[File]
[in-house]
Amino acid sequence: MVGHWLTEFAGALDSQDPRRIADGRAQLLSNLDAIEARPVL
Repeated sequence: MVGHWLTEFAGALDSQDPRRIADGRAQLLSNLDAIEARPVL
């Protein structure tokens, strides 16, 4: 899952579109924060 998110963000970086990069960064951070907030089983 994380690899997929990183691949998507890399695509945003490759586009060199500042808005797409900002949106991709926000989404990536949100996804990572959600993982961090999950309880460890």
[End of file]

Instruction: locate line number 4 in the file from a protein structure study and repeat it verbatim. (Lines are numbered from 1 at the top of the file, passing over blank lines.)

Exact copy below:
């Protein structure tokens, strides 16, 4: 899952579109924060 998110963000970086990069960064951070907030089983 994380690899997929990183691949998507890399695509945003490759586009060199500042808005797409900002949106991709926000989404990536949100996804990572959600993982961090999950309880460890």